Taluze is one of three cats found living in an Ivy Street residence by East Providence Animal Control. Their owner has been charged with abandonment.
(Updated, March 26, 10 a.m.) EAST PROVIDENCE — A city resident and owner of a local dog walking company based in East Providence has been charged with three counts of animal abandonment by the East Providence Police Animal Control Department.
Heather Shirley, 36, who’s last known address in city was 72 Ivy St., was formally charged this week with the offenses, East Providence Animal Control Officer Will Muggle said.
Ms. Shirley remains listed as the owner of the East Coast Dog Walking company located on Willett Avenue in Riverside. Former employees have distanced themselves from Ms. Shirley and made it clear they are no longer associated with the business, according to Officer Muggle.
Three cats were found to be abandoned in an apartment at the Ivy Street location. EPAC was alerted to the animals by the new tenants, who were taking over the residence formerly occupied by Ms. Shirley.
“Mac” is one of the cats to be found abandoned by its owner at an Ivy Street residence.
They told EPAC at least two cats were living in the basement of the house, exiting and entering through a broke window at ground level. Upon inspection, Officer Muggle said EPAC found two litter boxes filled with feces. One of the cats was covered in excrement as well as being very dirty, according to Officer Muggle.
The cats were also visibly malnourished. The third cat was found at the home a few days after the initial two were discovered.
The tenants, who had knew of Ms. Shirley prior to moving into the residence, told EPAC Ms. Shirley had told them the cats were “strays.”
The penalties for animal abandonment are up to 11 months in prison for each count, fines or community service.
Officer Muggle said this isn’t the first time Ms. Shirley has come under scrutiny by his department. In 2007, she was alleged to have also abandoned an animal, also a cat, but no formal charges were pressed.
East Providence Animal Control was also recently involved in a case of phony stray dog case similar to one it had worked on earlier this year.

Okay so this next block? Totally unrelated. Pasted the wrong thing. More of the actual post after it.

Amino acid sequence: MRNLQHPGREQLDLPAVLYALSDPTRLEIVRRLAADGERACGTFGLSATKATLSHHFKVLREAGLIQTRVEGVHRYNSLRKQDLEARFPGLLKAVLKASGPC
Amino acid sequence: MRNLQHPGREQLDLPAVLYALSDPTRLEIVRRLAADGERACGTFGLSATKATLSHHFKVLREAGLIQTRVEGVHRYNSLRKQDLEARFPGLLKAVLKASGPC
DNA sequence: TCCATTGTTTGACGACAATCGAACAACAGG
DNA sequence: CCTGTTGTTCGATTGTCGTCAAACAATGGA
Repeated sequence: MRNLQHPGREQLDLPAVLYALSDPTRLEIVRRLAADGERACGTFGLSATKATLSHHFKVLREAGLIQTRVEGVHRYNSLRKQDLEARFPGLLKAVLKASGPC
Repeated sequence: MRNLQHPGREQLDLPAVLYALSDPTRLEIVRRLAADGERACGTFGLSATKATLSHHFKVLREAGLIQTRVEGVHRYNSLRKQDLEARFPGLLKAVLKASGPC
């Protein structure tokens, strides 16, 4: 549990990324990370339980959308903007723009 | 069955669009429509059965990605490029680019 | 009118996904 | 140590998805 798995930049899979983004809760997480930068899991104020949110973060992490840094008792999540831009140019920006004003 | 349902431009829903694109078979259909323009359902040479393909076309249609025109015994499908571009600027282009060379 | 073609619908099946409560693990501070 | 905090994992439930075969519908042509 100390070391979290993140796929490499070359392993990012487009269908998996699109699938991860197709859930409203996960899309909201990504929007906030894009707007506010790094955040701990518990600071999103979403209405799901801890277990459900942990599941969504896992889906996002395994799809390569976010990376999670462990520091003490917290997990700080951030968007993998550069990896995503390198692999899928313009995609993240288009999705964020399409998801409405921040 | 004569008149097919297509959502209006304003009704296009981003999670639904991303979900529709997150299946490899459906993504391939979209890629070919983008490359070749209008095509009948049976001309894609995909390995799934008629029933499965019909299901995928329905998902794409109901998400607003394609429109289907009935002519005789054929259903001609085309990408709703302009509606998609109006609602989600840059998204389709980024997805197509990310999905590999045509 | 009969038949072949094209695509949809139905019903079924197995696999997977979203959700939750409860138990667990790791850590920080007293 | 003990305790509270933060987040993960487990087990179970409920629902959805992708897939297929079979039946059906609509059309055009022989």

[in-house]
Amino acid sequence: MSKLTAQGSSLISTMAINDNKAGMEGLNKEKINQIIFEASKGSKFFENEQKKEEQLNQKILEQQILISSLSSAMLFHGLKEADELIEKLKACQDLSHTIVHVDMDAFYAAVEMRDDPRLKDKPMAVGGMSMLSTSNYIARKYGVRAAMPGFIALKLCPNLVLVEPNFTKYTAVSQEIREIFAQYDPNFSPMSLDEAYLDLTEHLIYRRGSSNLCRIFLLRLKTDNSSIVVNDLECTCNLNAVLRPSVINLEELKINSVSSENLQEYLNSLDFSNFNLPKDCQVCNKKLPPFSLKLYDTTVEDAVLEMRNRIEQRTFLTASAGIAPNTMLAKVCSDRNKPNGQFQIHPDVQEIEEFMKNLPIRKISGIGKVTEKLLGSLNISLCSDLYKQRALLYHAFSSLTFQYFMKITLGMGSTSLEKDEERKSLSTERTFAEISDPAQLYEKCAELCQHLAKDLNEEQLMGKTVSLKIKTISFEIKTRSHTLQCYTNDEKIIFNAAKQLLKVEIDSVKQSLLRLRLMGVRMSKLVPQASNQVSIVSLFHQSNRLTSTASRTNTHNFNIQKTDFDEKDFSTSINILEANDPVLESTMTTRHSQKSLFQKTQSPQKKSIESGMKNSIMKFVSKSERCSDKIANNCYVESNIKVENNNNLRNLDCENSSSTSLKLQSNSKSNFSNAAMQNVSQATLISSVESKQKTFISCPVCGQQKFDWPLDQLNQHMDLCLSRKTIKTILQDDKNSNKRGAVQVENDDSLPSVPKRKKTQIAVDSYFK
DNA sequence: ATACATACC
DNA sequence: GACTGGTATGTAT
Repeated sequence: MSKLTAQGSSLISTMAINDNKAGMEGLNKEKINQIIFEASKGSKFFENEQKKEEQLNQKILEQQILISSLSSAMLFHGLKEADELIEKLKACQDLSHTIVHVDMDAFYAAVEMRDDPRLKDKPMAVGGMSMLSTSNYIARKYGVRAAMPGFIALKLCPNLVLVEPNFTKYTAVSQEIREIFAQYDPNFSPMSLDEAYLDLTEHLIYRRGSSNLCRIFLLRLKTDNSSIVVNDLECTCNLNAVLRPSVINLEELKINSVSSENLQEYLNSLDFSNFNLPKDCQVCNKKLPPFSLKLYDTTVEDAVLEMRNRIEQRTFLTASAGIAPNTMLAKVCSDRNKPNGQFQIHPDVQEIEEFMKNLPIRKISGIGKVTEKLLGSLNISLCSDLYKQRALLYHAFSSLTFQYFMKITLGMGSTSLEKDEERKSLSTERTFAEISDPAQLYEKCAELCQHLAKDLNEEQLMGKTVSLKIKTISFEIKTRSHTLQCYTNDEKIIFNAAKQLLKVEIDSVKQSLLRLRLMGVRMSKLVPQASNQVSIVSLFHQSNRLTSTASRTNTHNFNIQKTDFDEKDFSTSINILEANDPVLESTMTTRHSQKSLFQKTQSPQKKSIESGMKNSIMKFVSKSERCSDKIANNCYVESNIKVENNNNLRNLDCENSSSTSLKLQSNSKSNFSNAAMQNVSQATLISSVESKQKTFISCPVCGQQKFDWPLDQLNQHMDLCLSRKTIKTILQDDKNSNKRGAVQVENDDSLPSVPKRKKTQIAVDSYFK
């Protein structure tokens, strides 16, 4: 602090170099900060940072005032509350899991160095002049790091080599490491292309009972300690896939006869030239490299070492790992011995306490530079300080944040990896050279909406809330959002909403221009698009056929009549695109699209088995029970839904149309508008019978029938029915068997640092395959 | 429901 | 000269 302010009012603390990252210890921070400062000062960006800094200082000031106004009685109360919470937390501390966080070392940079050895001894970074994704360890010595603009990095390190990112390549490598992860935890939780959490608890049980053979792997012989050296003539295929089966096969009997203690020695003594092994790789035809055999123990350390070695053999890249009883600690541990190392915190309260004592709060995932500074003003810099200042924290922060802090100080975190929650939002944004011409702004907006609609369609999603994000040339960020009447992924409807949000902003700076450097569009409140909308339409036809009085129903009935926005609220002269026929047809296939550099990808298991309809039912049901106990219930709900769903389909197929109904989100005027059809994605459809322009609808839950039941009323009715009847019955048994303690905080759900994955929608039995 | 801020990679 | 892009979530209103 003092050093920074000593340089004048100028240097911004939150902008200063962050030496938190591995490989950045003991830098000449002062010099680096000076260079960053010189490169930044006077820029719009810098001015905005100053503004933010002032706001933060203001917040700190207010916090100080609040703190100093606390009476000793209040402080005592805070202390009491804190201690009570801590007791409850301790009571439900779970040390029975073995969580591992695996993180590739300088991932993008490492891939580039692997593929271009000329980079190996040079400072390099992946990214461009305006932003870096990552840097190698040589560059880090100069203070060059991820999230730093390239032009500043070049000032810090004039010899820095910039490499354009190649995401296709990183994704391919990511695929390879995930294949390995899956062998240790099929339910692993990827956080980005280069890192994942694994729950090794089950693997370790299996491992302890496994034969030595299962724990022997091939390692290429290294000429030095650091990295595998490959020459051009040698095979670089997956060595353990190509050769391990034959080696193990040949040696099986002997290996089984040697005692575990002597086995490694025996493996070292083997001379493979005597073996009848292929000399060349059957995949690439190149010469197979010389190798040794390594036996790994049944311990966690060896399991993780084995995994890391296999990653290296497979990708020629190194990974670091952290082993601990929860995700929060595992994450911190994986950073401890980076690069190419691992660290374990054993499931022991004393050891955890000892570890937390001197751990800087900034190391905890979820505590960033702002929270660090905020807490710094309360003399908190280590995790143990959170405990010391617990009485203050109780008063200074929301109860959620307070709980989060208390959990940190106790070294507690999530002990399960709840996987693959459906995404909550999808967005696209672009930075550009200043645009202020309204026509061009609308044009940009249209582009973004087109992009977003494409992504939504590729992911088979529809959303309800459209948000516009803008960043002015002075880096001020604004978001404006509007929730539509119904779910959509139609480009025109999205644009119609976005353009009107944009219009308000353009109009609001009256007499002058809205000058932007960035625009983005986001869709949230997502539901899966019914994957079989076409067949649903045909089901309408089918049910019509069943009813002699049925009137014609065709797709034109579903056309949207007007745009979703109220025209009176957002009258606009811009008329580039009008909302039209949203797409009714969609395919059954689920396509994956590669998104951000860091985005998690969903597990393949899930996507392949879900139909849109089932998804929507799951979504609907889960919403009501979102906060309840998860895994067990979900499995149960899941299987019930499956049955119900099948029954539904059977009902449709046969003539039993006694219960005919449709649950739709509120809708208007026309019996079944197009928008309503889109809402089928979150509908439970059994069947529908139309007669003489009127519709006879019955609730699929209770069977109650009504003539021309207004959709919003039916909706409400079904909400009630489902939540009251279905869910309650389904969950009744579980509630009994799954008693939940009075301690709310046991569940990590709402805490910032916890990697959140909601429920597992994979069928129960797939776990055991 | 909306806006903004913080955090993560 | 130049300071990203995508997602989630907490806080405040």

The most recent event took place on Feb. 20 when a man brought a Rotweiler to the Rhode Island Society for the Prevention of Cruelty to Animals location in East Providence.
The man claimed to have found the dog “unrestrained/abandoned” under the highway underpass near 840 Warren Ave. The man told SPCA employees he was driving by that spot and saw the Rottie standing there on three legs and because no one was with the dog he turned around picked it up. The dog appeared to have only three legs due to a large bloody mass on one of its feet.
The SPCA, as it routinely does, contacted EPAC to investigate the matter. Officer Muggle said he was immediately “suspicious” considering where the dog was found and because his office had not been alerted especially with it allegedly having taken place at the heavily trafficked location.
Officer Muggle said he attempted to contact the man at the phone number he provided only to discover it belonged to a traveling nurse out of Westerly. He was told by the female who answered the call she knew no one by the man’s name.At the point, Officer Muggle contacted Barrington Police because the address the man left with SPCA was 122 Walsh Ave. in that town. He was told by BPD the residence did not exist.
Upon further investigation, Officer Muggle found the man to be a Warren resident, confirming the information with the Warren Police Department and Animal Control.Officer Muggle eventually located the man and after initially sticking with his phony story, later came clean. He and his son had had the dog since it was a pup, and the dog, “Apollo,” was about seven-years-old. The man said that the dog had been very thin for a number of years due to its severe hip dysplasia, and that he had spotted the growth, which finally prompted him to bring the dog to the SPCA, a couple months prior.
Due to the dog’s condition and because the man had been deceitful to the SPCA, he was charged.
“I think the problem some people are having in these cases is that they don’t have the money to provide sufficient care to an ailing pet or are afraid that if they seek help after allowing a condition to go untreated longer than they should have, that they will be prosecuted for animal cruelty by coming forward, when actually it’s quite the opposite,” Officer Muggle explained.
“If someone was to come forward looking for help with an ailing pet, and say ‘hey, I can’t afford to treat my pet. I need help’ or ‘Look it’s a hard decision to make but I think my pet is suffering and needs to be euthanized, but I can’t afford it’ or ‘I know I should have gotten my pet treatment sooner, but I couldn’t face that the pet may need to be put down’ animal shelter staff and veterinarians everywhere understand this. We face these problems every day,” he added.
“As long as a pet owner is seeking help and trying to do the best by the animal they won’t face charges,” Officer Muggle concluded. “Expenses, hard work, and maybe some difficult decisions, but never criminal prosecution. However, not coming forward and allowing the pet to suffer or dumping an animal off in the streets or at a shelter under false pretenses is an unacceptable methodology that is clearly irresponsible behavior and indicative of an irresponsible pet owner and will result in criminal and civil penalties.”